Many of the Breslover chassidim who lived in Uman in the twentieth century were meticulous about practicing hitbodedut in the fields and forests at night, in fulfillment of Rebbe Nachman’s advice.
Led by R’ Elyakim Getzel, a descendant of Rebbe Nachman, a group of ovdim (devotees) would gather at midnight and go down to the river to immerse, breaking the ice to use the river as a mikvah. Their greatest worry was finding the hole in the broken ice again in order to re-emerge from the water. They would take along bundles of straw and make fires on the riverbank so they would not freeze when wet. Afterward, they would spend many hours in hitbodedut in the forest before returning to town in time for the morning prayers.
One icy night, even colder than the usual sub-zero Ukrainian temperatures, nearly everyone in the group was unwilling to go out to the forest. Only R’ Elyakim Getzel and R’ Hirsch Leib Lippel ventured forth. With gusting winds piling the snow several feet high, eventually R’ Hirsch Leib could no longer keep pace and retreated. R’ Elyakim was the only one to forge ahead, performing his devotions alone in the forest (heard from R’ Hirsch Leib Lippel).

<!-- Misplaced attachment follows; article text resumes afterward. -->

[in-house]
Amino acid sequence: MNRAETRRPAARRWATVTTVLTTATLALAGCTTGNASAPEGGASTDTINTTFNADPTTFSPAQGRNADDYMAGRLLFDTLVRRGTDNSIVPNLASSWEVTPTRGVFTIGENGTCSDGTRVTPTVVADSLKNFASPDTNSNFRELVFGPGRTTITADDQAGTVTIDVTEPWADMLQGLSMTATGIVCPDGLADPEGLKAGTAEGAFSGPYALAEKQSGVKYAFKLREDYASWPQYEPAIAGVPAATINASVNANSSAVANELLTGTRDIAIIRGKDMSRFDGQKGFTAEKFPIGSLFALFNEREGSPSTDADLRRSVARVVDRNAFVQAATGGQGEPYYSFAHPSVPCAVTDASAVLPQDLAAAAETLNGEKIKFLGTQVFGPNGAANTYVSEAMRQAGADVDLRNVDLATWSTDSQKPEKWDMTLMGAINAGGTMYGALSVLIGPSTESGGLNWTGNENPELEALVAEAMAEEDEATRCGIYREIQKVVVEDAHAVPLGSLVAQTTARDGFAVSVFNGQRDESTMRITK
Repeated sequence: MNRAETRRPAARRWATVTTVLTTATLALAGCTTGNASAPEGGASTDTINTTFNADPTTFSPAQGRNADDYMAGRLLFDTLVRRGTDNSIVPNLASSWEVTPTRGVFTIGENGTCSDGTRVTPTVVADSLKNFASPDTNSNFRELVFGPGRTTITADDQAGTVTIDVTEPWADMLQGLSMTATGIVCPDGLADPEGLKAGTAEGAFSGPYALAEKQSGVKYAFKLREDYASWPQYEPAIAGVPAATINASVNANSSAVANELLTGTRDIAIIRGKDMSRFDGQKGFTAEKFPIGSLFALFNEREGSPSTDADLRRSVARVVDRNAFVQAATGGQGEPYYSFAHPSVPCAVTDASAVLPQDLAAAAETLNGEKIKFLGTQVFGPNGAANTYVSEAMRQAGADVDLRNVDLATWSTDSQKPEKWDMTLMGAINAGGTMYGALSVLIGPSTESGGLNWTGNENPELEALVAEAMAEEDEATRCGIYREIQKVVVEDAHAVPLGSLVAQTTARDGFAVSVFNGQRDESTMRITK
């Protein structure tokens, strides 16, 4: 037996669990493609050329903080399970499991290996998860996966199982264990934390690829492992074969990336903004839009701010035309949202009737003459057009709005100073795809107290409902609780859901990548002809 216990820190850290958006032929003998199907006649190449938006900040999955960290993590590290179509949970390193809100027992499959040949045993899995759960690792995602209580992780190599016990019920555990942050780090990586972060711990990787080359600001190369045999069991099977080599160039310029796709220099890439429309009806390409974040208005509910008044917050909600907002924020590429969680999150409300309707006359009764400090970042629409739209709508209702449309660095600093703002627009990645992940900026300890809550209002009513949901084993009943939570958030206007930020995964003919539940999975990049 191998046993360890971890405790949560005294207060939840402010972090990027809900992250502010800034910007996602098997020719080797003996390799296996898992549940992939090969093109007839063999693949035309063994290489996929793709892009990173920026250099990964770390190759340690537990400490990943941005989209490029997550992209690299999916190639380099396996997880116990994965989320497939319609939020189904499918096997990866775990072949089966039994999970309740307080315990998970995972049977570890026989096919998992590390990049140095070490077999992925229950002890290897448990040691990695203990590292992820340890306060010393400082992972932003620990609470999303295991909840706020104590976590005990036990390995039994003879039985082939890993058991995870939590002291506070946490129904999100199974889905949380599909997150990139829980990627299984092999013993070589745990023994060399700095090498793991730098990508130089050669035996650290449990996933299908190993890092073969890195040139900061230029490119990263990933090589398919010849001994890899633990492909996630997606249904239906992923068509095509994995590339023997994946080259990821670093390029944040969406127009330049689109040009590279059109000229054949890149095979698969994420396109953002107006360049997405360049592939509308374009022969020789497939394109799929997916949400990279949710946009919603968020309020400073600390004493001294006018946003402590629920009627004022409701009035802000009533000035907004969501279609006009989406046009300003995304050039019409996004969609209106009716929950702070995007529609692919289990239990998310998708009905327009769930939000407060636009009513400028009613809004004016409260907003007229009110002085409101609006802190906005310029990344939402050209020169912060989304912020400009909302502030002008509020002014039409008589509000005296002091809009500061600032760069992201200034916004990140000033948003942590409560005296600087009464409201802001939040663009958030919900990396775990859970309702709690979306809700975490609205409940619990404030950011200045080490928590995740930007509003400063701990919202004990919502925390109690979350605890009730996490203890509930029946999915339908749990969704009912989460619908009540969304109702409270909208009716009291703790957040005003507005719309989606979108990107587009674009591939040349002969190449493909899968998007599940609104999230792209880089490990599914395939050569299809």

R’ “Shabsi” Breslover awoke very early and was one of the first to arrive in synagogue every morning, even in the freezing Ukrainian winters – and even when he was in his mid-eighties!
When asked about it, he said it would certainly be easier for him to stay in bed under the covers in the early morning in such freezing temperatures. “But when I wake up,” he explained, “I hear a voice telling me to remain in bed and go back to sleep. I ask myself, ‘Who is telling me this? Why, it is my evil inclination!” Then I reflect, “But he is as old as me, and he’s already on the job! So I jump out of bed right away and come to synagogue!” (Rabbi Eliyahu Chaim Rosen).
From “Against All Odds:
The Incredible Story of an American Chassid Who Broke Through the Iron Curtain
to Reach Rebbe Nachman’s Grave in Uman”